Portuguese / Spanish / English

European tourism agencies begin offering tours to Assad's Syria

Vistors will be driven to Syria from the Lebanese capital Beirut and be part of a 9-day tour of Damascus, Aleppo, Homs and elsewhere. Travel companies promise to keep guests away from areas in conflict

European tourism companies have begun hosting tours throughout Syria, in a move both widely celebrated and condemned as the world restores ties with the Syrian government.

According to a report by the German newspaper Deutsche Welle (DW), a number of tourism agencies based in Europe are enabling trips to and throughout Syria.

Companies cited in the report include some based in Germany, France and those based in the UK, such as Lupine Travel and Untamed Borders, which are currently advertising and offering tours for the year 2022.

With all of the trips beginning in the Lebanese capital, Beirut, drivers then escort the travellers over the border to the territories controlled by the Syrian regime of Bashar Al-Assad. The tourists are then taken to the major cities and urban centres such as Damascus, Aleppo, Homs and the Syrian coast, before being taken back to Beirut.

Such group tours advertised by the agencies reportedly consist of nine-day trips, which cost up to around €2,000 ($2,300)—flights not included. The companies also make a point of stressing that they do not approach areas close to the remnants of the ongoing decade-long civil war, where fighting persists.

Following the Assad regime's recapture of most of the country with the help of its allies Iran and Russia, tourist trips have been available to Syria since the regime restarted tourist visas for group travel in 2018.

Back then, however, those trips were mostly hosted and arranged by Russian and Chinese tourism companies, with a significant military atmosphere as tourists were led through a series of propaganda tours.

OPINION: The world will regret bringing Assad in from the cold

Due to the Covid-19 pandemic, tourism to the country ceased and the Assad regime reopened the country to tourists less than a month ago in early October. It was then that European companies began to offer their own tours and, since then, there has reportedly been a huge demand by tourists to visit Syria.

Shane Horan, who set up the Berlin-based company, Ricky Road Travel, told the paper that "People are definitely curious and they are clearly ready to see the country for themselves … regardless of headlines and rhetoric."

Currently, however, only tour groups are allowed to visit the country for recreational purposes and independent travellers are forbidden from entering and touring the country. The very process of being allowed into the country at all requires a security clearance—which can take weeks and which the tourism agencies must abide by—otherwise, independent travellers risk arrest and detention by the regime's security services.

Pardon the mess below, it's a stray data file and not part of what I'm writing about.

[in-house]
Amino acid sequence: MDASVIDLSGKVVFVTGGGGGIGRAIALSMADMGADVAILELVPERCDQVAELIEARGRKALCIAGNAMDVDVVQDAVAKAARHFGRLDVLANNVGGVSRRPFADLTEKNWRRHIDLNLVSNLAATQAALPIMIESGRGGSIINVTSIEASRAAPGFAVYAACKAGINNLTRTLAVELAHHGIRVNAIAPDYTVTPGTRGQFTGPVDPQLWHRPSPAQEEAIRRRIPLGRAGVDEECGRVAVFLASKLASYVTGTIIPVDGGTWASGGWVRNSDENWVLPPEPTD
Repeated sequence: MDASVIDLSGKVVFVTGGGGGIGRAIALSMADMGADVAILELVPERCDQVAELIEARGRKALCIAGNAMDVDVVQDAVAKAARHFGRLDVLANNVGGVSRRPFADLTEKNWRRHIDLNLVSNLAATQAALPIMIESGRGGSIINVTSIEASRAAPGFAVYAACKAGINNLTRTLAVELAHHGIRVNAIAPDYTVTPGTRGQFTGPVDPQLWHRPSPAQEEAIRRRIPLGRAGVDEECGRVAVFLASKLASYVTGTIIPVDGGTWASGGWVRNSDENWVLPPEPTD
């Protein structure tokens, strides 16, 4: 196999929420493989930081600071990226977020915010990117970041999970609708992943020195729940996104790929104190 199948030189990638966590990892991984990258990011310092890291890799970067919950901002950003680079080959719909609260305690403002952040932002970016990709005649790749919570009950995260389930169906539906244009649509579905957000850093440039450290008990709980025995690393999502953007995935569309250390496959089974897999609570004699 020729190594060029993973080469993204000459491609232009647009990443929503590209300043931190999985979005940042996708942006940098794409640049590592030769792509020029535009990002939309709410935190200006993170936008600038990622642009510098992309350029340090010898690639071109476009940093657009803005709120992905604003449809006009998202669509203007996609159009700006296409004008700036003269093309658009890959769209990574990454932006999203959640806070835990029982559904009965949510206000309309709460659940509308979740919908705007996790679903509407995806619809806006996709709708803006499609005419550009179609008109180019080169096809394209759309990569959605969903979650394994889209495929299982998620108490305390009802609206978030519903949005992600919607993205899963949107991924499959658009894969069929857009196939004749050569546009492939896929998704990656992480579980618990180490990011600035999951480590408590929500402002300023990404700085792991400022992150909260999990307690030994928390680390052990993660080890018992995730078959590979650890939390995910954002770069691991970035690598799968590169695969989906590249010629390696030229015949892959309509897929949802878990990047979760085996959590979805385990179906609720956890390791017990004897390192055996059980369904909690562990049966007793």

Despite the assurances of safety and the high demand, there are major concerns that the tours to Syria normalise the Assad regime and excuse the countless atrocities it committed throughout the ongoing conflict—including the brutal crackdown on peaceful protestors, the disappearances and torturing to death of tens of thousands, chemical weapons attacks and the bombardment of civilians and their infrastructure.

Tourism agencies usually focus on the inter-cultural and historical aspects of such tours, while avoiding overtly political sympathies. Human rights groups, however, insist that the tours remain political by their very nature, as they normalise Assad's government as a legitimate host for tourism.

In a statement to DW, the German Foreign Ministry also expressed its concern. "There is a travel warning for Syria, as well a requirement for Germans to exit the country," it said, adding that the "German Embassy in Damascus is closed, so it is impossible to provide consular assistance to German nationals in the country. Against this background, we cannot understand why [recreational] travel to Syria is being offered."

OPINION: A decade on in Syria's war, Assad has no moral high ground to cling to

Categories
Europe & RussiaFranceGermanyLebanonMiddle EastNewsSyriaUKVideos & Photo Stories
Show Comments
Show Comments